5 secrets spots in northern Tassie
Searching for Tasmania's hidden tourist gems, Holidays with Kids writer Jennifer Ennion hits the road to discover the best for families in Tasmania's north.
If you've taken the kids to Hobart more times
than you can remember, ticked off Port Arthur and even made it to Bruny Island,
then it's time to pack up the family and head further afield, to Tasmania's north.
Hit the road in Launceston for a journey through sprawling countryside,
host to lavender fields and strawberry farms; call into wildlife parks and meet
local furry friends; ride a chairlift to Stanley's famous landmark, 'The Nut';
and hop aboard a boat tour to an Australian fur seal colony. There is plenty to
do in Tassie’s remote crown and here are the top five essential activities for
1. Marakoopa Cave
Let yourself be whisked away to another world as glow worms light up
the darkness around you in an underground limestone cave. Marakoopa Cave,
in Mole Creek Karst National Park
, is a great place to experience the beauty
of these not-so-creepy-crawlies, as well as sparkling stalactites, stalagmites,
limestone ‘straws’ and impressive ‘curtains’.
There are also two underground
streams, so wear comfortable enclosed shoes and a jacket, as it can get cold
and wet. The sparkling crystals, reflection pools and trickling water will have
all ages mesmerised by the underground magic. There's a ticket office not far
from the cave entrance - be sure to check tour times!
2. Trowunna Wildlife Park
If you've never seen a Tassie devil, make a beeline for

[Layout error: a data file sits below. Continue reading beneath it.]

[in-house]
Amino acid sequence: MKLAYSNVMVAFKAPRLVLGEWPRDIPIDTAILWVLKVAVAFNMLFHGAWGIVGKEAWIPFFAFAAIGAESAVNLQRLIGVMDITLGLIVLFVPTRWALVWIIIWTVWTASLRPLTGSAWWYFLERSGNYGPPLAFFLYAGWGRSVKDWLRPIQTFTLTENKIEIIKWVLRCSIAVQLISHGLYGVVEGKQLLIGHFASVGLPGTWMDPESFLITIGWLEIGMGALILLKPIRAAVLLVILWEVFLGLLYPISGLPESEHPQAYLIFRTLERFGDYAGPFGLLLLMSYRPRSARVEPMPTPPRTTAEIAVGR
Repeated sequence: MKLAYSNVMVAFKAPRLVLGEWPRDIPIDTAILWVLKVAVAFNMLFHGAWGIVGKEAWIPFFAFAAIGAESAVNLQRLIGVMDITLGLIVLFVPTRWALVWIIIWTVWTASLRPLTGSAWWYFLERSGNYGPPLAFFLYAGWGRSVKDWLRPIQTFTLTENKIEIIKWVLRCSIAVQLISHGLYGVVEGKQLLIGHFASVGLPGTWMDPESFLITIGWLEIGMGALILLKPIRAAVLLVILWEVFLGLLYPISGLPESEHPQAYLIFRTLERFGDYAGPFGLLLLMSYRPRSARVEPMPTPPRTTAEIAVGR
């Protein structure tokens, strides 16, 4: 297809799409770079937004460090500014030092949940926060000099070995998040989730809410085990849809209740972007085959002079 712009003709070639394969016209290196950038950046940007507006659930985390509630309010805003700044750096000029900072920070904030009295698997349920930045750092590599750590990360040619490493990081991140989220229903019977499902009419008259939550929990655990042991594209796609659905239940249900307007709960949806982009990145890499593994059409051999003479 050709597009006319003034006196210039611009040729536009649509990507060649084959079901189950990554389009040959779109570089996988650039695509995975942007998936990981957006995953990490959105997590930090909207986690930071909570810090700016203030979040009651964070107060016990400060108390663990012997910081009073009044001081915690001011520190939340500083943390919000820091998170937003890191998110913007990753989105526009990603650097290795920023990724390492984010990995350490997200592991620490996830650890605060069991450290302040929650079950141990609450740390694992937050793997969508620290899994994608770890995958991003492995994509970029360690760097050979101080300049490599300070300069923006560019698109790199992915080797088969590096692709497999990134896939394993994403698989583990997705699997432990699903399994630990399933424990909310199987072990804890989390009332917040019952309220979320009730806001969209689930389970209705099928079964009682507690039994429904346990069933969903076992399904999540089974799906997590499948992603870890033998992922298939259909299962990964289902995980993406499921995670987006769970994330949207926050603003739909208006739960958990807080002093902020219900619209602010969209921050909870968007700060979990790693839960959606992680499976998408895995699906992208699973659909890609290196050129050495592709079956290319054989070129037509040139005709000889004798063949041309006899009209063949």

Trowunna Wildlife Park
at Mole Creek. The noun ‘trowunna’ means “heart-shaped island home” and the
privately owned park lays claim to the title of Australia's largest and
longest-running devil conservation and breeding programme. Opened in 1979,
the park is set on a 26-hectare property and you're encouraged to throw down
a picnic rug and stay awhile, join a tour of the grounds or plod along at your
Along with the devils, you can expect to see wombats, spotted-tail and
eastern quolls, masked owls, Bennetts wallabies, Tasmanian tree skinks and
yellow-throated honeyeaters, along with injured and orphaned wildlife, such
as possums. A crowd pleaser for everyone in the family is sure to be the baby
wombat meet and greet.
3. The Nut Chairlift
Hop aboard a chairlift and head high above the fishing village of Stanley
for a self-guided tour of 'The Nut' – the town's iconic landmark. The Nut is
a rock outcrop that rises 152 metres and offers beautiful views of the town
and surrounding beaches, coastline and the Bass Strait. It gets windy, so hold
onto your hats as you follow the paths to various lookouts. You can catch the
chairlift back down or stretch your legs even more by following the wending
4. Stanley Seal Cruises
Once you've explored The Nut, head to nearby Fisherman's Dock, where you can
join Stanley Seal Cruises for a small boat tour to an Australian fur seal colony.
The tours run for 75 minutes, allowing passengers plenty of time to watch the
seals frolicking in the water and lazily sunbathing atop Bull Rock, not far
from shore - again, don't forget to plan your tour time.
5. Lavender and Strawberry fields
The fields are alive in Tassie’s north: with lavender and strawberries! London
perfumer CK Denny migrated to Tasmania
in 1921 with nothing but a packet of French Alps lavender seeds in his pocket,
and today, we have the picturesque (and very violet)
Bridestowe Lavender Estate.
Wander through the purple fields, enjoy local delicacies at the onsite cafe and
buy some lavender oil (or a lavender Bobbie bear) on your way out. Or, if you
like your farms more ‘paddock to plate’, then don’t miss the family-run Hillwood
Berry Farm in the heart of scenic Tamar Valley. Strawberries, blackberries,
loganberries, raspberries... the farm is a practically mixed berry smoothie
and the kids will delight in picking their own – and indulging in the famous
Farm Super Deluxe Sundae afterwards.